What if you use the analytics generally employed to get people to buy more, to get people to buy less, cutting the cost of processing the original sale and the return handling?
Spend a few minutes Googling about online clothing sales and you'll discover a general consensus that something like 40 percent of fashion items bought online are returned. Fully 30 percent of returns are caused by first-time, dissatisfied customers.
This may simply be the cost of doing business.
But what if you use the analytics generally employed to get people to buy more, to get people to buy less instead? Cutting the cost of processing the original sale and the return handling could be astronomical.
Vicky started her working life in direct marketing, including working on Tesco Clubcard. After creating HP's initial pan-EMEA analytics program, she co-founded and ran a digital insight agency and became the first Google Analytics authorized trainer outside the U.S. With all of that, plus four years on the board of directors of the Digital Analytics Association, Vicky was very familiar with the wide variety of tools and techniques employed to get people to buy more.
When she realized that online shopping returns were costing retailers literally billions, she decided to apply big data and predictive analytics to the world of returns intelligence.
"We don't have a list of do's and don'ts," says Vicky. "While we could make a list of general rules-of-thumb, we're much more focused on discovering which products, processes, marketing campaigns, and suppliers are most likely to cause returns."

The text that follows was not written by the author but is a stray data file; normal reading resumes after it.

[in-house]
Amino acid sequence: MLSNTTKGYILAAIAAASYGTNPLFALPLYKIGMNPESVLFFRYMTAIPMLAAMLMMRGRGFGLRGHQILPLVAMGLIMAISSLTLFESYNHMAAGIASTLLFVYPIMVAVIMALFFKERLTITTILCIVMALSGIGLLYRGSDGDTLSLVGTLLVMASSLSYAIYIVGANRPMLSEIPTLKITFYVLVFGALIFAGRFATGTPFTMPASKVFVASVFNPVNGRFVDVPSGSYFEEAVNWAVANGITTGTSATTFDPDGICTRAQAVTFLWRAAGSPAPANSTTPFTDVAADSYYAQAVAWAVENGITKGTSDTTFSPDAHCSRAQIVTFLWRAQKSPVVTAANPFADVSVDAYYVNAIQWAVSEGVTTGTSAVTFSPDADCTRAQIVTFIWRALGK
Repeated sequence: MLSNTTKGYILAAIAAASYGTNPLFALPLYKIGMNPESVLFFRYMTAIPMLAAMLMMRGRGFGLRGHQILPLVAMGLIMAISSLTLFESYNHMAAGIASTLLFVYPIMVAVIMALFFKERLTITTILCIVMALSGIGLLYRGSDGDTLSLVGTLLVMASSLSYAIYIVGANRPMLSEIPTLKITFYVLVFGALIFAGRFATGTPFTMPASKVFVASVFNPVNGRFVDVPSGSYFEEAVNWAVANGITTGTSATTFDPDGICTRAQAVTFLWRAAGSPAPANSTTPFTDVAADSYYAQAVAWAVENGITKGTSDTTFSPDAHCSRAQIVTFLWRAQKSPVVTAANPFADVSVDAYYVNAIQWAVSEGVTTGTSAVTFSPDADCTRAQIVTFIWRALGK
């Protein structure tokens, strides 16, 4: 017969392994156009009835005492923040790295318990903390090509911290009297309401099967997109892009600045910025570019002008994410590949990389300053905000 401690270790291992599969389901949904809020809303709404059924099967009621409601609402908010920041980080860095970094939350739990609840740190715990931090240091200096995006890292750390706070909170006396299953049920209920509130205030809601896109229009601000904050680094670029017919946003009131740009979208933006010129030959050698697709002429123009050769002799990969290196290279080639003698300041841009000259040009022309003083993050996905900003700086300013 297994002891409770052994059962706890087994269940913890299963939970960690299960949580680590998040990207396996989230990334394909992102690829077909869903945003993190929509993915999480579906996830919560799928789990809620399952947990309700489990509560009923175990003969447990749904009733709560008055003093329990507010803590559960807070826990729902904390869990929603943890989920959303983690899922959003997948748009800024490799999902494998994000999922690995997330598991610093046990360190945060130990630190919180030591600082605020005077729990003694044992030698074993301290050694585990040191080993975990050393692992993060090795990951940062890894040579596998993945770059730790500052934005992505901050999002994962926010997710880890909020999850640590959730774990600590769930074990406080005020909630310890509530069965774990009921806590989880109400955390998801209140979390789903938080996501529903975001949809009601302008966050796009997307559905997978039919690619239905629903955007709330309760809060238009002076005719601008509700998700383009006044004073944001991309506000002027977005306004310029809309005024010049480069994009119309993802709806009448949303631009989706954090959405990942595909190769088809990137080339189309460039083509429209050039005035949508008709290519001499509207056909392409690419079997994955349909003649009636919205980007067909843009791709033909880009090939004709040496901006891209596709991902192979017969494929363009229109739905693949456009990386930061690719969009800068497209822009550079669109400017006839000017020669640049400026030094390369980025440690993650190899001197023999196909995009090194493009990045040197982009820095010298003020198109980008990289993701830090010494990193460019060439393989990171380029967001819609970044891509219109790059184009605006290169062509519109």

The most common factors are of the obvious-in-hindsight variety: poor quality products, a mismatch between product description and product reality, and less-than-informative illustrations.
Clear Returns uncovered faulty sizing and construction issues for one retailer amounted to £3.6 million in returns annually and £1 million in returns was generated annually by a mismatch in content and customer expectation. Damaged products only accounted for £145,000 per year.
Catching these issues up front spells serious bottom-line savings. Just identifying the top 10 percent of problem products can cut returns costs by 40 to 50 percent.
Clear Returns' suite of analytics products can flag problem items and, when they are added to a shopper's basket, communicate with online merchandising systems.
But the most intriguing factor for me is the analysis of customer behavior. Clear Returns' predictive analytics algorithms analyze customer behavior and assign a Propensity to Return score. The company can classify return personas into groups such as the over-shopper who buys in multiple sizes and colors just to try them on at home, the cheeky shopper who returns an expensive item after wearing it once to that big party, and the buy-switch-and-return shopper who sends back an inferior product with switched labels.
"Every online retailer has an enormous amount of data," says Vicky, "but they are not sifting through it like we can. We can identify neighborhoods where delivered goods are being stolen. We can identify 'bad customers' who return at a higher than normal rate - including ones who buy the same things and consistently return them, and with 95 percent accuracy so good customers aren't penalized. So this drops the cost of shopping and returning, and ensures that the last item of its size or color remains available so that good customers also aren't faced with stock-outs."
Right now, Clear Returns is focused on the fashion industry due to "eye-watering" return rates. "Our next target markets will be jewelry and sporting goods. Those have obvious similarities to fashion, but Vicky is confident that the factors they analyze will apply to a wide variety of product categories.
What comes next? After winning an assortment of entrepreneurial contests with attached monetary awards, Clear Returns is out to scale the company by raising £1 million in investment. Vicky clearly has reason to expect significant returns.
Images via Shutterstock.
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